From terroir to whisky
Spring is here! Who says spring also says sowing of the cereals necessary for the development of whisky. While barley is the most common, whiskies can also be made from other cereals such as corn, rye, wheat or even buckwheat, which is gradually gaining a place among them.
The cereals at the base of whisky
Barley: This is the most used cereal for making whiskies. It is found in Single Malts and most Blended Malts and is also the basis of almost all Scotch whiskies. There are two types of barley in France: winter barley which is sown in October and harvested in July and summer barley which is sown in February-March and also harvested in July. At this time of the year, the work of barley has therefore already begun in certain regions, marking the beginning of whisky making.
The barley gives the whisky intense cereal and slightly fruity notes.
Buckwheat: Unsurprisingly, it was a Breton distillery that was the first to produce a whisky from buckwheat, in malted and non-malted form. This cereal, strongly associated with Brittany, is sown before summer and harvested just after, in September. With great aromatic power, buckwheat is grown without fertilizers or pesticides.
The older the whisky, the more it will be marked by the spices brought by the buckwheat.
Corn: It is found in particular in American Bourbon which is made from at least 51% corn, as well as other cereals such as barley or rye. Corn cultivation, like barley cultivation, starts in the spring, but harvest time is a little later, usually in October.
The corn will bring roundness to the whisky, and even vanilla notes if it ages in new barrels.
Rye: Rye is the main constituent of American Rye whiskey, which must contain at least 51% to benefit from this designation. Its sowing period differs from that of barley since it must be sown in September-October and then harvested between May and August depending on the species.
Rye-based whiskeys will have a spicy, dry and fruity character.
The importance of the terroir
Terroir in the broad sense is defined as all the land in a region providing a specific agricultural product. In the field of wine or more recently whisky, the notion of terroir emphasizes the nature of the soil of these lands, which will directly influence the obtained product.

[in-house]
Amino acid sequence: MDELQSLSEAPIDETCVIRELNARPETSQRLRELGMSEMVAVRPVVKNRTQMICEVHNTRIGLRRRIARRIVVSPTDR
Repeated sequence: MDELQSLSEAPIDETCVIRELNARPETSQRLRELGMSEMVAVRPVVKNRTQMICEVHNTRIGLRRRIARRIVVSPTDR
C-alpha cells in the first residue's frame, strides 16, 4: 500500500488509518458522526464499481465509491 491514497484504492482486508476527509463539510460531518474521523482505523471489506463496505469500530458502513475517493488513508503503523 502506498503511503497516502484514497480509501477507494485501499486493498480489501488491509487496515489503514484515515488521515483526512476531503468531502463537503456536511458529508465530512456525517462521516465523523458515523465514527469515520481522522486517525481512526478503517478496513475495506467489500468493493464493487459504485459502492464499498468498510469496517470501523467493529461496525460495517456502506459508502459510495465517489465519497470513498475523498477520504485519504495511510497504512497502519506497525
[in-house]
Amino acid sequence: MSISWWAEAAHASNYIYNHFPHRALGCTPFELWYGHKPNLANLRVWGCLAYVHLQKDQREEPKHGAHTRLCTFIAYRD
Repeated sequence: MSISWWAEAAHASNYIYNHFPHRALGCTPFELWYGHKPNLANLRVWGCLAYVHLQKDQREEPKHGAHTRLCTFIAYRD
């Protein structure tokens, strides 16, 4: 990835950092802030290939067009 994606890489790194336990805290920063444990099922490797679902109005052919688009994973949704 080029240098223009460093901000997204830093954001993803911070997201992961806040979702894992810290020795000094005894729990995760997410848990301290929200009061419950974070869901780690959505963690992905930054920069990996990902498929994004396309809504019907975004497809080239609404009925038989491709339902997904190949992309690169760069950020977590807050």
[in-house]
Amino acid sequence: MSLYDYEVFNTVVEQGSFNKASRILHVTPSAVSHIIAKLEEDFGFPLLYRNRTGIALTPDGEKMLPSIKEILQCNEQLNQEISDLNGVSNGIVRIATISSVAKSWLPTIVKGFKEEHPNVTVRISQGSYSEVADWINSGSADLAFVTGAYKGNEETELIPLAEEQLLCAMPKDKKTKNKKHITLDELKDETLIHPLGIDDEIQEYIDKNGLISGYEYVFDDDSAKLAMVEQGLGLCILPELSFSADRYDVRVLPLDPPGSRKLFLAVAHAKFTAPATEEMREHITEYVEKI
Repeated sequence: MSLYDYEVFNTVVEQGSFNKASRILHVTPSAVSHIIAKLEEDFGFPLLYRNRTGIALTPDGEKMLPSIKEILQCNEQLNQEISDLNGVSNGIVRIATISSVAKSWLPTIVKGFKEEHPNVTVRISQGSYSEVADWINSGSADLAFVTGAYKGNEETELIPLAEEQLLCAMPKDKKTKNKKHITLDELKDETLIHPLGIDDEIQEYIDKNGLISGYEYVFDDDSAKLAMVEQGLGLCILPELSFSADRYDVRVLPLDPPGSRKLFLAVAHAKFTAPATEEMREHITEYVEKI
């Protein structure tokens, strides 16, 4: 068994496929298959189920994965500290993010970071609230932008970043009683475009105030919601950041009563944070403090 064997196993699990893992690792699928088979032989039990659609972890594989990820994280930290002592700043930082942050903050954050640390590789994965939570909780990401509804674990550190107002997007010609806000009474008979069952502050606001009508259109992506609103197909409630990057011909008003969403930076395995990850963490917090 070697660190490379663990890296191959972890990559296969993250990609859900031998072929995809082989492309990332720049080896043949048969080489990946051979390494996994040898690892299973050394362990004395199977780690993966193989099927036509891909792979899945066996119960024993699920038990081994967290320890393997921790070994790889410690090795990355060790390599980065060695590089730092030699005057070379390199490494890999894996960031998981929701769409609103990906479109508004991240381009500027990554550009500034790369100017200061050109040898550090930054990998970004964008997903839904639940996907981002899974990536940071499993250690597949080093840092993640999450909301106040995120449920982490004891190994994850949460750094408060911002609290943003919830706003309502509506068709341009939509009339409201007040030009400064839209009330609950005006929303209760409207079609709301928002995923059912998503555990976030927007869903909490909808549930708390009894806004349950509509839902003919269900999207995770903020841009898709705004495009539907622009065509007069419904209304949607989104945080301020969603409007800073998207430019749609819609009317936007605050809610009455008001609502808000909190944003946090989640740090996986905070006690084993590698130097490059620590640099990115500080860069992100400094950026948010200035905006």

The notion of terroir appeared in the world of whisky in the 80s with the advent of Single Malts. Coming from a single distillery and made only from malted barley, they are considered to be the "elite" of whiskies since they value the idea of terroir over blends that mix types of whiskies as well as their origins.
But the question of terroir and its influence on whisky really arose only a few years ago... and is still debated. However, according to Mark Reynier, founder of the Waterford distillery, “60% of the aromas are influenced by the terroir". Indeed, knowing that the roots of cereals can sink up to one meter deep into the ground, it seems natural that the grains also soak up the elements contained in the soil.
In addition to the soil, other elements can be taken into account in the notion of terroir: the quality of the water used to make the whisky, the fuel used to dry the malt (such as peat) or even the immediate environment, especially the weather.
Thus, the terroir would directly influence the nature of the barley, which itself will then influence the whisky.
Waterford: Long before founding Waterford, Mark Reynier, a former wine merchant, was already interested in the influence that the terroir could have on the grape. Once at the head of the Bruichladdich distillery, he then focused his research on barley which "just like the vine, is influenced by the soil on which it grows, by the earth which nourishes its roots, by the microclimate thanks to which it is growing,” he says. But it was with Waterford that Mark Reynier truly revolutionized the notion of terroir: the whiskies in his Single Farm Origin range come from a single harvest, a single farm, a single terroir in order to reveal all the character of the Irish terroir farm by farm, place by place, and the huge role it can play in the aromas provided by barley.
Building on his experience and success at Waterford, Mark Reynier sustained his momentum and founded the Renagade distillery on the island of Grenada. Its range of Single Farm Origin rums is based on the same principle as that of Waterford by highlighting the unique flavours that each farm and each sugar cane plantation bring.
Distillerie des Menhirs: An atypical Breton distillery full of character, it was founded in 1998 and remains the first in the world to offer whisky made from buckwheat, a cereal with deep Breton roots. The distillery has passed through the hands of five generations who have always had at heart both innovation and highlighting the Breton terroir: first through the apple, with the creation of the first Pommeau de Bretagne and later from the first Lambig from Brittany, then through buckwheat, this cereal hitherto unknown in the world of whisky and sourced locally.
The Distillerie des Menhirs as well as its (almost) neighbour, the Warenghem distillery (at the origin of Armorik, the first Breton Single Malt), both benefit from the GI (Geographical Indication) "Breton Whisky" which guarantees that the whisky has been fermented, distilled and aged in Brittany. It should also be noted that both distilleries use Breton wheat and water drawn directly from the granite subsoil of each of them. Added to this is the Breton maritime climate, its spray and gusts, which mark each of these whiskies and give it a unique character.
By Camille L.